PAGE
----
Chris Elliot: Yes. So, buying from reputable sources is the most important thing. If something is too cheap, and too good to be true, it is. It is probably a reject from somebody else. It could be from rustle cattle, there's a myriad of reasons. And these people who sell their stuff will have the most beautiful stories and tales about how they came about this. And it's a once in a lifetime opportunity. Don't do it. Don't go there. Okay? 

James McIntosh: Buy or beware. 

Chris Elliot: Be very aware. 

James McIntosh: So, what can we who work in academia and research and indeed the public service sector, do to assist these food businesses, particularly the smarter food businesses in this regard? 

Chris Elliot: Yes, it's a good and important question that you asked James. My advice to small businesses is only buy from reputable sources and don't buy you know from the white van men. Don't buy from people who phone your mobile phones and make the offers because if it's too good to be true, it is too good to be true. It's probably out of date or adulterated in some way so don't go near it with a bargepole. 

Also, you can get external advice. Because I know small businesses, you've got to do so many things, you've got to be the jack of all trades. So small food businesses will be very familiar with HACCP. And HACCP is managing the hazards in terms of food safety that you have in your business.  

But there is another standard called VACCP and the V stands for vulnerability, and that's your vulnerability to fraud. You can go on to the internet and you can download VACCP plans actually, or my advice is go to one of the quite a myriad of different companies that are right here on the island of Ireland who offer to put a VACCP plan in place and train you in VAACP as well. It's like buying an insurance policy.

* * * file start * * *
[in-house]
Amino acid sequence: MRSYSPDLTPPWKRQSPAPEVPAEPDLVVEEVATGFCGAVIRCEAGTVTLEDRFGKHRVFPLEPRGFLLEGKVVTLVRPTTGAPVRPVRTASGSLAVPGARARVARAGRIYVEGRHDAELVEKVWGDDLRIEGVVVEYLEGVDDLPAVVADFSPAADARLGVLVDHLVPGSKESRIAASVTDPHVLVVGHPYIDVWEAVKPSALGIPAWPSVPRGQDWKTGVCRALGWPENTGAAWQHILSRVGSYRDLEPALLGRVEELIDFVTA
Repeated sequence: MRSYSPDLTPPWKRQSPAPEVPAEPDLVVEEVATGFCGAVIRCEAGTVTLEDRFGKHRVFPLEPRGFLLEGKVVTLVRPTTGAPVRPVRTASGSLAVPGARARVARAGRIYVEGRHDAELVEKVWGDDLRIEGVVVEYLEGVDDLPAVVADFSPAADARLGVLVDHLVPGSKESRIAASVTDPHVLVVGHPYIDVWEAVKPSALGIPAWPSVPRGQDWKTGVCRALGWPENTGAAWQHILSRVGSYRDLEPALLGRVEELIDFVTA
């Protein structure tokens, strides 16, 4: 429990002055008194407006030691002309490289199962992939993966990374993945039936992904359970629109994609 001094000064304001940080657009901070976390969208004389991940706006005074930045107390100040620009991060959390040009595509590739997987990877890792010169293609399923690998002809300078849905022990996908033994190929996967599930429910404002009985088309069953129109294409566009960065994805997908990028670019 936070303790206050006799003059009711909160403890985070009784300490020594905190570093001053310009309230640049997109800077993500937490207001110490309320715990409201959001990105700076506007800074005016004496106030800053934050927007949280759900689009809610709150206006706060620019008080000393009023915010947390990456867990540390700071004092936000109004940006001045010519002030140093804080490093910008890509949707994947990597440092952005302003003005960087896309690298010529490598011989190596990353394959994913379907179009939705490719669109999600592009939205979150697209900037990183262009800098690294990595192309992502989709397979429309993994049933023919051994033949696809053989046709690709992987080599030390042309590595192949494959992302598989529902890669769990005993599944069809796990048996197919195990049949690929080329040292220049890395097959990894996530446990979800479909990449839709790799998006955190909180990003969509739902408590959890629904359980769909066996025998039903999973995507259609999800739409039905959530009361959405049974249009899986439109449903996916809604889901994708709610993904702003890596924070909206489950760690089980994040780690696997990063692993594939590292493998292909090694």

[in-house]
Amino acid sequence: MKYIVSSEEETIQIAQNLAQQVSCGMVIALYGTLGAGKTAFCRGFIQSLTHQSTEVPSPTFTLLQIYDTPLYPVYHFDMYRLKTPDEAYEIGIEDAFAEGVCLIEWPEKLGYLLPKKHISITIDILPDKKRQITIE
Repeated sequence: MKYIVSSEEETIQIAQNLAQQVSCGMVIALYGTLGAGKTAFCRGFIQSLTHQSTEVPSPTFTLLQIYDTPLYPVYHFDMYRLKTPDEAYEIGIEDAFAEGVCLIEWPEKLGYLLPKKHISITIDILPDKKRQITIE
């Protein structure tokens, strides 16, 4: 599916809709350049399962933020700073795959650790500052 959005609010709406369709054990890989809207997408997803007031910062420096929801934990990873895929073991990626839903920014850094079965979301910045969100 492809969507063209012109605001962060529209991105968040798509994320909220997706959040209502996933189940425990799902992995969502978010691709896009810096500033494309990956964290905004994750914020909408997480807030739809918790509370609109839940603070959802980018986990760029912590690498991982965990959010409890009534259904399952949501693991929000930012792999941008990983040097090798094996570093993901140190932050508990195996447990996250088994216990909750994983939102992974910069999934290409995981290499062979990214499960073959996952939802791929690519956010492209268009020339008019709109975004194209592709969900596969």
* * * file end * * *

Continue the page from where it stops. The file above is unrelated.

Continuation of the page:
And we don't like to pay our insurance, do we? You know, my house contents insurance is sitting on my kitchen table at the moment, and I don't particularly want to pay it. Because I've been doing that for the last 25 years and I've never claimed from it. But I can guarantee you, if I didn't renew it this year, the first thing I would do is regret that, so think about VACCP as another insurance policy, and one of the important insurance policies that you should really think about investing in. 

James McIntosh: If you want any small businesses listening to this today to take away one thing from this podcast, why would it be? 

Chris Elliot:  You're out to make a living, you’re out to provide a great service to your customers, there will be people out there wanting to exploit you. And trust is a wonderful word. And in terms of business would you trust somebody? Would you give them £500 out of your pocket or €500 and say would you look after that for me for three months and give it back - well you won't? Okay? Trust is something that is earned. Okay? And don't trust anybody that you don't know and doesn't have those credentials that I talked about. 

James McIntosh: Okay, Thanks, Chris. We'll end it there. And thank you for sharing your experiences and insights into food fraud, and how food businesses particularly SMEs can approach the issue.  

And thanks to you, our listeners, for tuning in. If you have any comments on today's podcast or you wish to ask a question on this issue, then please get in touch by email on info@safefood.net. 

If you want to hear more on this or other topics, search safefood podcasts wherever you get your podcasts or join the conversation on Twitter @safefoodnetwork or follow us on LinkedIn. If you want to access a range of free resources on this and a host of other issues, specifically for small food businesses, then I would encourage you to join the safefood Knowledge Network by logging on to safefoodkn.net. Until next time, goodbye and take care. 

That was the safefood podcast. The presenter was James McIntosh.